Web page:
Authors: Maggie Smith, Bryan L Koenig. Mentors: Bryan L Koenig. Insitution: Southern Utah University. Nationwide, Utah ranks 14th for suicide rates (CDC, 2021). To help prevent suicide, understanding suicidal ideation differences among certain populations such as sexual, ethnic, and racial minorities is important. One study found that LGBTQ+ individuals are three times more likely than non-LGBTQ+ individuals to attempt suicide at some point in their lives (di Giacomo et al. 2018). Religious background has also been connected to suicidality. Sterling and colleagues (2002) discovered that active LDS males aged 15–34 years have a lower risk of suicide compared with both less active LDS members and non-LDS individuals. Whereas some studies have samples of diverse ages and locations, research on suicidality among college students specifically in Utah is lacking. The purpose of the present research is to assess how demographic variables such as religious identity, biological sex, sexual orientation, gender identity, and racial/ethnic identity are connected to suicidality at a regional university in the Southwestern United States, Southern Utah University. In this study, 1,397 SUU Students took at least one of two surveys that asked about mental health variables and demographics. Suicidal ideation was measured using the Suicidality Suicide Behaviors Questionnaire Revised (Osman et al., 2001). Results indicate that the more minoritized identities students had, the more likely they were to be suicidal. Other findings include that LGBTQ+ students were very likely to be suicidal, cisgender students were less likely to be suicidal, and female students were more likely than male students to be suicidal. Additionally, suicidality was lowest among LDS students and highest among non-religious participants.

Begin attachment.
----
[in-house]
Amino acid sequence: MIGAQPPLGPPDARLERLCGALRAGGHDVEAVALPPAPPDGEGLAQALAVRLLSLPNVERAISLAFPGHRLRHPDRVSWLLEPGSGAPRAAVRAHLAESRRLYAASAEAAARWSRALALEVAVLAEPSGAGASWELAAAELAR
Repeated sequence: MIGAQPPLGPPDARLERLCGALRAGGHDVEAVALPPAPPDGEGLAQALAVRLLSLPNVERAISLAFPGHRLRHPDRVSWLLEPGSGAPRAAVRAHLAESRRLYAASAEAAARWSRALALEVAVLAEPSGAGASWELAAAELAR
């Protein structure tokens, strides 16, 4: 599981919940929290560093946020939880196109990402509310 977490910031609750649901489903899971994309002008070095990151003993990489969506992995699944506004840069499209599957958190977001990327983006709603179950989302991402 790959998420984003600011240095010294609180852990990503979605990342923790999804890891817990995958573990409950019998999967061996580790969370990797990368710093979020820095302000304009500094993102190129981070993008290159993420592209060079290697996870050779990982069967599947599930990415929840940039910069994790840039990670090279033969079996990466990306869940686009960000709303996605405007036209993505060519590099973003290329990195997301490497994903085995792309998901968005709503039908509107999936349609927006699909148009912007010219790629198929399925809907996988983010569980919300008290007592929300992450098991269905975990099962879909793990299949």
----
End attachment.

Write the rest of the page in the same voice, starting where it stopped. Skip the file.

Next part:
A Metagenomic Analysis the Microbial Composition of Apis mellifera Pollen Preserves throughout the Foraging Season

Authors: Sydney Larsen. Mentors: Joshua Steffen. Insitution: University of Utah. Pollen preserves are crucial to maintaining Apis mellifera’s hive health. This pollen provides bees with a source of protein, amino acids, lipids, and other nutrients that are vital for larvae development (Dharampal et. Al, 2019). In addition to providing these essential nutrients, bee collected pollen also provides the hive with an excellent source of external pollen-borne microorganisms. These microbes provide a variety of benefits including serving as a major dietary requirement for larvae, assisting in biochemical processes such as bee bread fermentation, and assisting in bee resistance to pathogens (Gilliam, 1997). Despite the importance that these organisms play on bee health, there is currently little research on how the microbial composition of bee foraged pollen changes throughout the foraging season in response to abiotic and biotic factors. Rapid advancements in DNA metabarcoding approaches and DNA sequencing technologies have made the assessment of hive level foraging patterns easily accessible. We attempt to leverage the benefits of these new approaches to characterize how microbial composition in pollen provisions changes in relation to shifts in foraging preferences. Here we describe general patterns plant foraging behaviors for two hives across a single foraging season. In addition, we describe the variability of microbial diversity associated with pollen across this same time frame. Our initial description plant and microbial communities present in pollen provisions suggest that pollinator foraging preferences play a significant role in pollen associated microbial communities. This will allow for further research into how the presence of specific beneficial microbes is affected by changes in climate, floral availability, pathogen presence, etc..ReferencesDharampal, P. S., Carlson, C., Currie, C. R., & Steffan, S. A. (2019). Pollen-borne microbes shape bee fitness. Proceedings of the Royal Society B, 286(1904), 20182894.Gilliam, M. (1997). Identification and roles of non-pathogenic microflora associated with honey bees. FEMS Microbiology Letters, 155(1), 1–10.